P.A. Pride: 50 years of homosexuality decriminalization shows ‘small steps’

Prince Albert Pride president Marc Roberts leads the 2018 Pride Parade on June 9, 2018. (Peter Lozinski/Daily Herald)

“The nature of the law has prompted new social developments that we as a country have to address.”

– Marc Roberts, Prince Albert Pride

Up until 1969, homosexuality came in exchange with prison time.

Fifty years since the decriminalization of homosexuality sparked many emotions for Prince Albert Pride’s Marc Roberts, who came out as gay at eight years old.

He’s never felt marginalized, yet knows people alike in the early colonial era were even sentenced to death for having gay sex.

“Since then we’ve grown as a country, we’ve gone through more and more acceptance,” said Roberts.

Same-sex marriage was also legalized in 2005.

However, he said the laws don’t fix everything when it comes to discrimination of the LGBTQ community.

“It hasn’t gone away. It’s still there,” he said.

Many are still being abused, and even killed, for their identities.

When Prince Albert Pride began, Roberts said there were some incidents of vandalism on public properties.

He emphasized how more and more people are transgender, which national laws don’t acknowledge.

“At the time it was like, ‘Hey, we have a guy who wants to have sex with a guy…now all the sudden you have ‘I’m a biological female who identifies as a male because I believe that in my heart and in my soul,’” explained Roberts.

“With how the laws were originally set up, it talked about males and females, not men and women,” he said. “The nature of the law has prompted new social developments that we as a country have to address.”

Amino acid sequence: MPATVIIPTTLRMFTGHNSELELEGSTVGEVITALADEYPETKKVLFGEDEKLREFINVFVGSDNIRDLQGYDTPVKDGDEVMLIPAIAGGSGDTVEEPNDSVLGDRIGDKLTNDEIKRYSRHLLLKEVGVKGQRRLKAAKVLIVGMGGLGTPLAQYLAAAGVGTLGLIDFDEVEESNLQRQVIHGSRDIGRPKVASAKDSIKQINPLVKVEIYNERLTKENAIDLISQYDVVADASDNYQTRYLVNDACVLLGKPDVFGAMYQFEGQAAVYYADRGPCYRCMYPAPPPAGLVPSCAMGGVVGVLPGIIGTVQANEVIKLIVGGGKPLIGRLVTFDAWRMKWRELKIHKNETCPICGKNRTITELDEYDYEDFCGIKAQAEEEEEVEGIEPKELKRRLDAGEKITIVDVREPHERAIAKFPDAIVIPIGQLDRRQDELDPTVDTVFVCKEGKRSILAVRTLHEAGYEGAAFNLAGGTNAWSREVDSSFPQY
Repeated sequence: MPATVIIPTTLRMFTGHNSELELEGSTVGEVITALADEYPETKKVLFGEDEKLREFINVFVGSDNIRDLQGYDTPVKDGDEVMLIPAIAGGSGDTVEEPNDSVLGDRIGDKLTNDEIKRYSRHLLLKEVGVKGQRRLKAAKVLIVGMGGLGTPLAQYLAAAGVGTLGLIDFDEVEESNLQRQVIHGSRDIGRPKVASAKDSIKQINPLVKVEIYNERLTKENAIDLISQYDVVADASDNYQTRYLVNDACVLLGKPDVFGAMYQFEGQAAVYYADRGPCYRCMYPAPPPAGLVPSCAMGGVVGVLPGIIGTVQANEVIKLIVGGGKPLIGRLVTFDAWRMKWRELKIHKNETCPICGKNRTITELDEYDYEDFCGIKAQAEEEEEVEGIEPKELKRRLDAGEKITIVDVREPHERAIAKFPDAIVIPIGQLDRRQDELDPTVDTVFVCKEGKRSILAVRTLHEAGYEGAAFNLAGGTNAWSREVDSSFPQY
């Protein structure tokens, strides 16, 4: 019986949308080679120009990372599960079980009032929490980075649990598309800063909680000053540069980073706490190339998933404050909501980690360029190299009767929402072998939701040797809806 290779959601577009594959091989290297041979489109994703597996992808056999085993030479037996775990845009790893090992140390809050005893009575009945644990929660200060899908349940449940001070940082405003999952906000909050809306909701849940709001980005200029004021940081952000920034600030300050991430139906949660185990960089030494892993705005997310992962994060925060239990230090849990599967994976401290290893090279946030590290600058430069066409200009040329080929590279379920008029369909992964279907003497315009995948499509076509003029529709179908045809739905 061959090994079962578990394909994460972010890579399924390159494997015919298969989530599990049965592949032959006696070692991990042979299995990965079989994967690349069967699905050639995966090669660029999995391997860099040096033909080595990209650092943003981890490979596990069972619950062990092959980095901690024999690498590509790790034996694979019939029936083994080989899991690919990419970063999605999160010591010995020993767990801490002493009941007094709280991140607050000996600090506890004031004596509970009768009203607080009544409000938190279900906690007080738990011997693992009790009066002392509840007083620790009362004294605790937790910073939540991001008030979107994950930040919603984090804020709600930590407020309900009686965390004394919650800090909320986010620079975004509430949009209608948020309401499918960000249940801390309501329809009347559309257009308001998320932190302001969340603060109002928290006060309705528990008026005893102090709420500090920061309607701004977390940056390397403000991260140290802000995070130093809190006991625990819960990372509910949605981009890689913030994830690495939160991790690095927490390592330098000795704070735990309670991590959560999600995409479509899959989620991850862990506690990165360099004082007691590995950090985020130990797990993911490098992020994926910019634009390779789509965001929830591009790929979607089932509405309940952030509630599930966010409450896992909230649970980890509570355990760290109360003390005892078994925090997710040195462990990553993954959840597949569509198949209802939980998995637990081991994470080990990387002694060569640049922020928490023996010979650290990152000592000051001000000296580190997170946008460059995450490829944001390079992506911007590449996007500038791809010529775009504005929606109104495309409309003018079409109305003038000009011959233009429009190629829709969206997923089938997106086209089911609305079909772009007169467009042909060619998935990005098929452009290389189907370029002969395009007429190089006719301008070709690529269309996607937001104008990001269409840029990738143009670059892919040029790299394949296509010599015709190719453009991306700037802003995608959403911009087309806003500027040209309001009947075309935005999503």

One being the struggle with a lack of gender neutral washrooms.

Roberts said there’s a lot of misunderstandings surrounding the topic: “A lot of people say ‘Oh, it’s just men in women’s bathrooms who are perverts.’”

But there have been “small steps.”

Many provinces, including Saskatchewan, have made the option of putting an ‘X’ on your driver’s license instead of male or female.

Additionally, Roberts said Prince Albert is a fairly understanding community.

He said many schools have gender neutral washrooms and he has no experience with discrimination.

“I feel that it’s an accepting community no matter what your personal expression is, whether it’s a different race, a different heritage,” said Roberts.

“It’s just a matter of slow acceptance and understanding.”

On Tuesday evening, Prince Albert Pride hosted their own ‘Show Me Your Colours’ event to mark the milestone of half a decade of homosexuality being decriminalized.

The Pride Parade is coming up on June 1, which will start at Court of Queen’s Bench at noon.

Roberts emphasized that you do not have to identify as LGBTQ to participate or march and that they welcome allies.